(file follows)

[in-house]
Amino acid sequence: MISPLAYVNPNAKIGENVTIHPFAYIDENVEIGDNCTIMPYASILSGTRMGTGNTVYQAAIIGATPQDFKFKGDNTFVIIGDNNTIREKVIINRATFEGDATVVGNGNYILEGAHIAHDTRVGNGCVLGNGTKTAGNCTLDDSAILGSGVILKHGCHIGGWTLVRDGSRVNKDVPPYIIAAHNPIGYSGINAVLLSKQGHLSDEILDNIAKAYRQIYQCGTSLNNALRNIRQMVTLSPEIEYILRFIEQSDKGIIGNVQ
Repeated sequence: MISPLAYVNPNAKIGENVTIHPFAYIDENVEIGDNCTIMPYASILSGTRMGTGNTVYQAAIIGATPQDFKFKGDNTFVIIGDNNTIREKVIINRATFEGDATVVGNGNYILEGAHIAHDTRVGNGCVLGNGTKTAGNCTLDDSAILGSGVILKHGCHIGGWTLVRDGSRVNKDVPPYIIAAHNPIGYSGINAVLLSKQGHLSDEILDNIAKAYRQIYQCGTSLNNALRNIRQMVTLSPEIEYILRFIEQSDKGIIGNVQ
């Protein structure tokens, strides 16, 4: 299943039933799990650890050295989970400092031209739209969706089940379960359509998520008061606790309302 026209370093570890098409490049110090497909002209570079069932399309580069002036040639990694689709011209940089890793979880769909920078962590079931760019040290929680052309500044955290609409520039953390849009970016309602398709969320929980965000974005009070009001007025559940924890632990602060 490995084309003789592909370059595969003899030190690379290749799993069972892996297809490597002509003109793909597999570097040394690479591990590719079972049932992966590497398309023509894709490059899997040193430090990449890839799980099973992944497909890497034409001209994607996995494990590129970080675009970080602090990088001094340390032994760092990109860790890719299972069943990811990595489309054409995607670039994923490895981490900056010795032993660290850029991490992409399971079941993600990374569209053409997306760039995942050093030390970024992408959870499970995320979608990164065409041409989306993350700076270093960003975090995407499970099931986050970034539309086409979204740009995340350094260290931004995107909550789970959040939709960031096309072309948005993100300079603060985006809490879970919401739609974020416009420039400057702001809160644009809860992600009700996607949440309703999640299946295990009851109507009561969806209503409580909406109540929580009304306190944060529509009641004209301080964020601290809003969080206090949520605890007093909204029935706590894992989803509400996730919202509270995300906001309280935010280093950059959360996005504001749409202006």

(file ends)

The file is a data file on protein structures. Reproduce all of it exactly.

[in-house]
Amino acid sequence: MISPLAYVNPNAKIGENVTIHPFAYIDENVEIGDNCTIMPYASILSGTRMGTGNTVYQAAIIGATPQDFKFKGDNTFVIIGDNNTIREKVIINRATFEGDATVVGNGNYILEGAHIAHDTRVGNGCVLGNGTKTAGNCTLDDSAILGSGVILKHGCHIGGWTLVRDGSRVNKDVPPYIIAAHNPIGYSGINAVLLSKQGHLSDEILDNIAKAYRQIYQCGTSLNNALRNIRQMVTLSPEIEYILRFIEQSDKGIIGNVQ
Repeated sequence: MISPLAYVNPNAKIGENVTIHPFAYIDENVEIGDNCTIMPYASILSGTRMGTGNTVYQAAIIGATPQDFKFKGDNTFVIIGDNNTIREKVIINRATFEGDATVVGNGNYILEGAHIAHDTRVGNGCVLGNGTKTAGNCTLDDSAILGSGVILKHGCHIGGWTLVRDGSRVNKDVPPYIIAAHNPIGYSGINAVLLSKQGHLSDEILDNIAKAYRQIYQCGTSLNNALRNIRQMVTLSPEIEYILRFIEQSDKGIIGNVQ
């Protein structure tokens, strides 16, 4: 299943039933799990650890050295989970400092031209739209969706089940379960359509998520008061606790309302 026209370093570890098409490049110090497909002209570079069932399309580069002036040639990694689709011209940089890793979880769909920078962590079931760019040290929680052309500044955290609409520039953390849009970016309602398709969320929980965000974005009070009001007025559940924890632990602060 490995084309003789592909370059595969003899030190690379290749799993069972892996297809490597002509003109793909597999570097040394690479591990590719079972049932992966590497398309023509894709490059899997040193430090990449890839799980099973992944497909890497034409001209994607996995494990590129970080675009970080602090990088001094340390032994760092990109860790890719299972069943990811990595489309054409995607670039994923490895981490900056010795032993660290850029991490992409399971079941993600990374569209053409997306760039995942050093030390970024992408959870499970995320979608990164065409041409989306993350700076270093960003975090995407499970099931986050970034539309086409979204740009995340350094260290931004995107909550789970959040939709960031096309072309948005993100300079603060985006809490879970919401739609974020416009420039400057702001809160644009809860992600009700996607949440309703999640299946295990009851109507009561969806209503409580909406109540929580009304306190944060529509009641004209301080964020601290809003969080206090949520605890007093909204029935706590894992989803509400996730919202509270995300906001309280935010280093950059959360996005504001749409202006």